Trump ties combating opioid crisis to 'sanctuary cities' debate

President Trump on Saturday tied his efforts to fight the opioid crisis to his administration's push to end 'sanctuary' laws, which offer protection to immigrants in the country illegally.

"Sanctuary cities release thousands of dangerous criminal aliens into our communities - including drug traffickers, drug dealers and vicious gang members," Trump said in his recorded weekly address.

Trump said Congress needs to cut funds for sanctuary cities because such cities shield criminals and turn major cities into drug distribution centers where "local politicians will help them evade authorities."

"It is no coincidence that six of the biggest heroin markets in the United States are sanctuary cities," Trump said. "More than 40 percent of heroin coming across the southern border is transported through California - a sanctuary state."

The president hit the mayor of Oakland, Calif., Libby Schaaf, for warning the city that Immigration and Customs Enforcement (ICE) was going to conduct an immigration raid the day before it happened.

ICE claims the mayor's warning helped hundreds of criminals escape arrest.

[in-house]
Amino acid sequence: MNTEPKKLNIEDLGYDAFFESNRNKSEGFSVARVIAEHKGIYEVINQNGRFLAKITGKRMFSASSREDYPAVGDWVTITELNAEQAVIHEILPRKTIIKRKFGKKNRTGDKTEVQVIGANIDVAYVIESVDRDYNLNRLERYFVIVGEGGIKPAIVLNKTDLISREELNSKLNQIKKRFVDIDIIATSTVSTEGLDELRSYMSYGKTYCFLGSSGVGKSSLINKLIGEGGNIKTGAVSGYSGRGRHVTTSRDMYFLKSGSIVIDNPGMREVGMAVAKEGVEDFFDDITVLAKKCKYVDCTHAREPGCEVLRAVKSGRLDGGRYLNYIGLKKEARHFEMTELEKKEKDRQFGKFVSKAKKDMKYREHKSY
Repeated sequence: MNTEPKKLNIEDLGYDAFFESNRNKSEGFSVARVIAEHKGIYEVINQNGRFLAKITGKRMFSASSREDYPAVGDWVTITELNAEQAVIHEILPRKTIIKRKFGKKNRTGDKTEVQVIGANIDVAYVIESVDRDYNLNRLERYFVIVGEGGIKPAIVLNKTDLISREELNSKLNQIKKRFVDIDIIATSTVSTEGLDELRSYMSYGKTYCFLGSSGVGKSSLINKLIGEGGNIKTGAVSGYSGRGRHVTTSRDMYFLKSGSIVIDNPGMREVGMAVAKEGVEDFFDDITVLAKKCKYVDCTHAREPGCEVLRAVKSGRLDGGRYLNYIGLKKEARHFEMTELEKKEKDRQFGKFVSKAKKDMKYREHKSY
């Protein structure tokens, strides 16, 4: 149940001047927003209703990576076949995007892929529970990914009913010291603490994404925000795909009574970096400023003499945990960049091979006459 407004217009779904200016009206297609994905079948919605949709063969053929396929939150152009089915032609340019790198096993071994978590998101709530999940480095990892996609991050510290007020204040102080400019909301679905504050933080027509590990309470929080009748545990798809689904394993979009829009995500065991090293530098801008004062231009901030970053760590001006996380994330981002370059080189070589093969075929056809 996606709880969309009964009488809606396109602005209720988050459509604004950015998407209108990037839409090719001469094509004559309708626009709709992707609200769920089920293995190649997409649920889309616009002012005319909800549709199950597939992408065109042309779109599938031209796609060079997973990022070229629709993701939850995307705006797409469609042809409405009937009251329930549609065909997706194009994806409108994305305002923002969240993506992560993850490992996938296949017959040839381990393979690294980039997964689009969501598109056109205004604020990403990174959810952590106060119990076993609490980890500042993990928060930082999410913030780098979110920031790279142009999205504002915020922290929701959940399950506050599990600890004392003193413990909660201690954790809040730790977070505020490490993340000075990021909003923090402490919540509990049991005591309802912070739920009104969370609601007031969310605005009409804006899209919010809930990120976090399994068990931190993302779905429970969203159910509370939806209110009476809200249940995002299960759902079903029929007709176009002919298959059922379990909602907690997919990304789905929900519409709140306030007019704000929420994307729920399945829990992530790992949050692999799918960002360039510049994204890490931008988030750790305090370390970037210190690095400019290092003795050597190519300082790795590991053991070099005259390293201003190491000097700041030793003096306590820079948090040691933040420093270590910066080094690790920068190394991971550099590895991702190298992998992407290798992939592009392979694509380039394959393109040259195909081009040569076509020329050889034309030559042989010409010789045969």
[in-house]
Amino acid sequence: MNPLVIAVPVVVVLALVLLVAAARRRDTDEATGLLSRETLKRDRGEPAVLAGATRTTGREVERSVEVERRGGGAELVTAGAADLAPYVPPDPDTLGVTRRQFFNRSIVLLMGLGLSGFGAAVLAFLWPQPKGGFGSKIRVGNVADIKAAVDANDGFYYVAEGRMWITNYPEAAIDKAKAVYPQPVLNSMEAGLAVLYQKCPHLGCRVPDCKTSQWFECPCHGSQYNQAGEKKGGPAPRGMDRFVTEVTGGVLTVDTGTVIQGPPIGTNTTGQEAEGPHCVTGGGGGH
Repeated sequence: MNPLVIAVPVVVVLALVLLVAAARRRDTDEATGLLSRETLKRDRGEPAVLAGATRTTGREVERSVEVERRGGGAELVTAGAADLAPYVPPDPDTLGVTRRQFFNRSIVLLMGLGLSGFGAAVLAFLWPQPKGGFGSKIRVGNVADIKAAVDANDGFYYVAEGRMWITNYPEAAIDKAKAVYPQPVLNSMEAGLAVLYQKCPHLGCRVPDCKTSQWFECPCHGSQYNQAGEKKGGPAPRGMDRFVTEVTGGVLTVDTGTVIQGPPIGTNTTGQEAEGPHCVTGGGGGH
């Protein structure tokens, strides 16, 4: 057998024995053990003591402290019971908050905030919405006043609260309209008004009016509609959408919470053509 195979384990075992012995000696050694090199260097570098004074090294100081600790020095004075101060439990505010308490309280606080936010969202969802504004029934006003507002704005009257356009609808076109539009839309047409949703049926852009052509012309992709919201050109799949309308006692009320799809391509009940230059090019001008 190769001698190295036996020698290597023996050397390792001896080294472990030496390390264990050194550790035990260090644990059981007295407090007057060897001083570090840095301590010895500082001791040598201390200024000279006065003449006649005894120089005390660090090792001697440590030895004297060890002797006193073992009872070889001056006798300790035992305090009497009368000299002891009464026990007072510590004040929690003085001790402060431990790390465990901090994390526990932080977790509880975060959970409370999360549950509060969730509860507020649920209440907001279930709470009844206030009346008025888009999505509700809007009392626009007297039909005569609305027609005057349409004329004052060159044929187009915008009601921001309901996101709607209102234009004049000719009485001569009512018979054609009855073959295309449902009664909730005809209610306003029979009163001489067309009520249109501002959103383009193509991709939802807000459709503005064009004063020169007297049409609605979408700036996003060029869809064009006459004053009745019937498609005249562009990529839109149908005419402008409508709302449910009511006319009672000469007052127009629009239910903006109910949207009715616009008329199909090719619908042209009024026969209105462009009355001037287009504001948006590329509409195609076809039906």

Trump made similar remarks earlier this month in New Hampshire when he unveiled his plan to fight the opioid crisis.

He called on Congress to block funds for sanctuary cities and attacked Massachusetts sanctuary cities.

He also cited a Dartmouth College study that showed most people interviewed said the main suppliers of fentanyl in New England were in the Massachusetts cities of Lawrence and Lowell, both of which have sanctuary laws.

The mayor of Lawrence said the president's comments were divisive, according to Boston's NBC affiliate.

California Gov. Jerry Brown (D) signed a bill making his state a sanctuary state last October.

The Trump administration sued California for its sanctuary laws earlier this month. Trump also attacked Brown over his immigration policies in a tweet on Saturday.